Retailers, consumers and prices
Premium jeans are a chic — and profitable — addition to department stores when consumers flush with cash are willing to shell out over $200 per pair. But when the economy goes south, stores and shoppers start to balk.
On Tuesday, VF Corp, maker of 7 For All Mankind jeans, said that brand’s total business was down about 10 percent in the quarter, thanks to the weak U.S. wholesale environment.
“It is absolutely a piece of the market that has been most challenged in this economy and that is the more premium luxury sector,” Chief Executive Eric Wiseman told analysts in a call following the release of first-quarter results, which were lower than the year-ago quarter.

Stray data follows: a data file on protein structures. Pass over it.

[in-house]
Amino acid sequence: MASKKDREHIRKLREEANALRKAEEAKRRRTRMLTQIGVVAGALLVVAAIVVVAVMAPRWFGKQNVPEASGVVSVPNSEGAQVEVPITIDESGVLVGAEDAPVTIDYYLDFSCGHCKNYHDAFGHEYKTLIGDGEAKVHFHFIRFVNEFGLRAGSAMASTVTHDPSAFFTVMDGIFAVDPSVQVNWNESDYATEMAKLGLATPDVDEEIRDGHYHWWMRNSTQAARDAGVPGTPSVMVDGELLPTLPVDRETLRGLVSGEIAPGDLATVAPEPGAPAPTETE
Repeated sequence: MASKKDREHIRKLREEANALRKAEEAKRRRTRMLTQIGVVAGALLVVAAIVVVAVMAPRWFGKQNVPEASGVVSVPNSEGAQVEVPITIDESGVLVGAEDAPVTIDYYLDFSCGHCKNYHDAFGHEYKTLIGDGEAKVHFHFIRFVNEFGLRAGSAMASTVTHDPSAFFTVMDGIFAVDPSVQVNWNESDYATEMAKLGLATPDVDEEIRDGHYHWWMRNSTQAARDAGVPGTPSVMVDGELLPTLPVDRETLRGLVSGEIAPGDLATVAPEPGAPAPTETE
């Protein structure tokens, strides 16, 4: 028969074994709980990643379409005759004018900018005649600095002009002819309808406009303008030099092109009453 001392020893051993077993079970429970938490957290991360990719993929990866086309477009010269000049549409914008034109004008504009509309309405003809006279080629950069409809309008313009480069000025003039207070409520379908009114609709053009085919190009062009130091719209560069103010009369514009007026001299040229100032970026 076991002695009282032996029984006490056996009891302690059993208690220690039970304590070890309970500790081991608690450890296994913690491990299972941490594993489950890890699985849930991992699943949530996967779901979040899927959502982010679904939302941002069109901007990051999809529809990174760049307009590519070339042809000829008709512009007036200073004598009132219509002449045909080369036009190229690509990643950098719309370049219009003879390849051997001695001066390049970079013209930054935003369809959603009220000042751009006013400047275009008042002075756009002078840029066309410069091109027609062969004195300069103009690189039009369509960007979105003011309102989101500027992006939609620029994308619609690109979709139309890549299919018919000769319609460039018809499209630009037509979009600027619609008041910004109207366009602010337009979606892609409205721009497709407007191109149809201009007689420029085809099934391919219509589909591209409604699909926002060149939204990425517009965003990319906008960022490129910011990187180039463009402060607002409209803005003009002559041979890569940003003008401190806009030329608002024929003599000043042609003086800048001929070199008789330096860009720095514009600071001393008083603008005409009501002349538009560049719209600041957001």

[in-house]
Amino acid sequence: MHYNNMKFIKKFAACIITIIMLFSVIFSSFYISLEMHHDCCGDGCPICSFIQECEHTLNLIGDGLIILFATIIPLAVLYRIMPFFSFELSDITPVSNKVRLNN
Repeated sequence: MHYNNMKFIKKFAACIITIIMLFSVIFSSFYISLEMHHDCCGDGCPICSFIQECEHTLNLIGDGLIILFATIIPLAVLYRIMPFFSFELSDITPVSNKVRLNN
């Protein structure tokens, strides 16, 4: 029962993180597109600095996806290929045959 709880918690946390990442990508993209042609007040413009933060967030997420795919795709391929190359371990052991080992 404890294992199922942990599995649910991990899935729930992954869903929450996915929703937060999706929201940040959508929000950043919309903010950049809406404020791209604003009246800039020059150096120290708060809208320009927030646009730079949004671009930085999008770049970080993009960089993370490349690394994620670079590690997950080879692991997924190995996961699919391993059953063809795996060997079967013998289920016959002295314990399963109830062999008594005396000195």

7 For All Mankind competes with a small group of premium brands including True Religion, which announces quarterly results in early May.
The brand is sold in specialty shops, some of which are shuttering their doors in the recession, and upper-tier department stores, including Nordstrom, Bloomingdale’s and Saks Fifth Avenue.
“You see their comps so you see how they’re struggling right now to get traffic into the store,” Wiseman said.
VF’s international jeans business, too, is struggling for a good fit with the global economy.
The company, which makes Wrangler and Lee jeans sold around the world, said it was lowering its full-year earnings guidance in large part due to “a severe contraction” in the economies of Scandinavia and Eastern European countries, where jeans are apparently not at the top of the shopping list.